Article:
Online movie rental company Netflix’s (NASDAQ:NFLX) digital content costs are poised to rise. If we compare the movie licensing terms that Netflix negotiated with Starz in 2008 to what the company recently agreed to pay Epix (a network launched by Paramount, MGM and Lionsgate), it seems likely that acquiring quality streaming video content will only grow more expensive going forward. Streaming digital content is a crucial part of Netflix’s strategy and an area in which the company is facing growing competition from players like Redbox, Hulu and Comcast’s Fanbox service (NASDAQ:CMCSA).
Does the Epix deal make sense for Netflix? Below we compare the deal terms to Netflix’s historical content acquisition costs and analyze the potential impact on the company’s stock.
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Epix deal raises Netflix’s content costs
Netflix has been paying Starz $30 million a year to license online distribution rights to a few thousand movie titles. By contrast, the company’s recent licensing deal with Epix requires it to pay $1 billion over five years, suggesting average annual payments of $200 million. The deal gives Netflix online distribution rights to about 1,500 movie titles, including hits like Indiana Jones, Star Trek and the Godfather series.
The $200 million annual fee to Epix deal approaches Netflix’s total estimated content acquisition costs for 2009 which were just over $240 million . This figure excludes Netflix’s revenue-sharing costs, which totaled about $240 million for 2009.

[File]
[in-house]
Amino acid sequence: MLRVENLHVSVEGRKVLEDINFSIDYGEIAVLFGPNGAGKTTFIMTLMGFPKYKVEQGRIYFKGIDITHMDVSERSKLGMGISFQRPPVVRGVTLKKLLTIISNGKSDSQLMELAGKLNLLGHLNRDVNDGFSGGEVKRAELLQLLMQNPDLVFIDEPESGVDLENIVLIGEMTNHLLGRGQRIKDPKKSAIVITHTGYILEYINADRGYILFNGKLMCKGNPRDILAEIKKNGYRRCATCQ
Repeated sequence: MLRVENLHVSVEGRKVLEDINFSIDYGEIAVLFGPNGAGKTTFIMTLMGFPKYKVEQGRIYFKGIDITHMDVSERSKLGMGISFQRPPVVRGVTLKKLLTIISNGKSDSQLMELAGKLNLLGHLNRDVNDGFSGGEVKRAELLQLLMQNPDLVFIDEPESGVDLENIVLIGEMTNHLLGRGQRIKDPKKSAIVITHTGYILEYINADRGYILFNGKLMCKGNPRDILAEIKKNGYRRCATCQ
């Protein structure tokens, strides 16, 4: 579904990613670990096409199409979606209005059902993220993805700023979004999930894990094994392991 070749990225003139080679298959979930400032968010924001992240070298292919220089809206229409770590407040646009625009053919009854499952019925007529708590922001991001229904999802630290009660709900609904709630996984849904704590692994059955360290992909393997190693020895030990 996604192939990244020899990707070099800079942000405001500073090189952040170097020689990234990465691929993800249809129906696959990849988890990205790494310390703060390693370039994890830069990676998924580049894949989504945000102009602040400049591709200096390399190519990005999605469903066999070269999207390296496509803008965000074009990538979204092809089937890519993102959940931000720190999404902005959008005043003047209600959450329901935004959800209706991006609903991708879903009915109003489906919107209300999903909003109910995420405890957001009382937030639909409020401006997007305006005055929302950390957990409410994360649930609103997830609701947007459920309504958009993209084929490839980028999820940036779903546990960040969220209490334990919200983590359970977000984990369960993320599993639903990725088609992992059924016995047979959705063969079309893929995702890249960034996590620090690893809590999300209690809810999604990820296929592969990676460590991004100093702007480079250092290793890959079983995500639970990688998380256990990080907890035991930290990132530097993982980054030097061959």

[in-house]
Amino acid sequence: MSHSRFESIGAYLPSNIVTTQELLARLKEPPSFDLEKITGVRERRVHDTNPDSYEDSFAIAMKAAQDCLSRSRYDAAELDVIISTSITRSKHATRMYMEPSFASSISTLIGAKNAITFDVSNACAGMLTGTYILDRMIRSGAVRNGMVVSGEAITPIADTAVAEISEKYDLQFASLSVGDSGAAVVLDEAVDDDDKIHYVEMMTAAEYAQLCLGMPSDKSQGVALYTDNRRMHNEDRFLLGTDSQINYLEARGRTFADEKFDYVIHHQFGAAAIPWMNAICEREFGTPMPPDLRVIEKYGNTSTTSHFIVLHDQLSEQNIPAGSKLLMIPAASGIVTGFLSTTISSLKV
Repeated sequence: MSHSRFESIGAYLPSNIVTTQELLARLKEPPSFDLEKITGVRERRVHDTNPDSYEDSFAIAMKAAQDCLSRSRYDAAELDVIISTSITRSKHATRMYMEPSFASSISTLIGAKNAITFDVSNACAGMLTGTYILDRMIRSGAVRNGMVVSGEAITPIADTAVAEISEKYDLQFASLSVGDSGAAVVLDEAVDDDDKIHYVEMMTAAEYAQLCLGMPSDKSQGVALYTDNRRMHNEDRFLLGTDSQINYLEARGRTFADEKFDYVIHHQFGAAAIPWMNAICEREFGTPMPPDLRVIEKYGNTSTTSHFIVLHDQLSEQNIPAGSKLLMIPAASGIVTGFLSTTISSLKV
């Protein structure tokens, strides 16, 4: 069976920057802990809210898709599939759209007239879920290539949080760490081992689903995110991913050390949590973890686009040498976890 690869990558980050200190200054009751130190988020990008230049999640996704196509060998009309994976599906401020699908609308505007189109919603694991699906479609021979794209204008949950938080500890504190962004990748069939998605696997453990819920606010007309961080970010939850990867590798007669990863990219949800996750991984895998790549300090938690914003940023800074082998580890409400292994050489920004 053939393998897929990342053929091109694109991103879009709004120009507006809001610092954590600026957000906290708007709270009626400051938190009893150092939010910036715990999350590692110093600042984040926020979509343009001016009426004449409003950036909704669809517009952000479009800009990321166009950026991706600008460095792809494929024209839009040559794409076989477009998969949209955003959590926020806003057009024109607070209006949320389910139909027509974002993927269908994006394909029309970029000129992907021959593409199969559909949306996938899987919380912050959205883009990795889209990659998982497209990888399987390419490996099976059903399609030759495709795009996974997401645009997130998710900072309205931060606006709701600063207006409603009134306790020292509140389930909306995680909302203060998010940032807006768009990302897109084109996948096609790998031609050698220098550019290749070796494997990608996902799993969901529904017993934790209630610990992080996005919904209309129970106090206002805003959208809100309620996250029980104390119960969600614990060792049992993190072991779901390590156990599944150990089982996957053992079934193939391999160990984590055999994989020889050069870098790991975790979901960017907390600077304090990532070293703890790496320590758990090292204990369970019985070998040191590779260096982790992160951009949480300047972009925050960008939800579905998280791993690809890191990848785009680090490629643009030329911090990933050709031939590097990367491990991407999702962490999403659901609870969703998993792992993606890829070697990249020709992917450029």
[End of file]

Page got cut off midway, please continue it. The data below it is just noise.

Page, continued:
Excluding the impact of the Epix deal, we would expect the company’s content acquisition costs to amount to about 13.5% of revenues going forward. However, Epix licensing fees could push these costs up to as high as 18% to 20% of revenues, resulting in a potential 12% downside to our price estimate for Netflix.
You can drag the trend-line in the chart above to create your own forecast for Netflix’s content acquisition costs as a percentage of revenues, and see how it impacts the company’s stock price.
Some costs could be offset by a faster shift from DVDs to streaming
The rationale for spending so heavily on Epix content is obviously to encourage more rapid customer adoption of streaming video delivery (as opposed to physical DVDs) by consistently improving the quality and quantity of Netflix’s online catalog. If the movies that Netflix licenses from Epix help stimulate this shift, the number of DVDs mailed per subscriber could decline faster than we expect, thereby offsetting some of the increased content costs by reducing the amount of money that Netflix spends on physical content delivery (in form of DVD shipments).
You can modify our chart above to see how Netflix’s stock is dependent on DVDs mailed per subscriber.
And you can see the complete $85 Trefis price estimate for Netflix’s stock here.
1. (WSJ) Netflix’s Achilles Heel: Content Costs?
2. Estimated based on information in SEC filings and Investor Presentation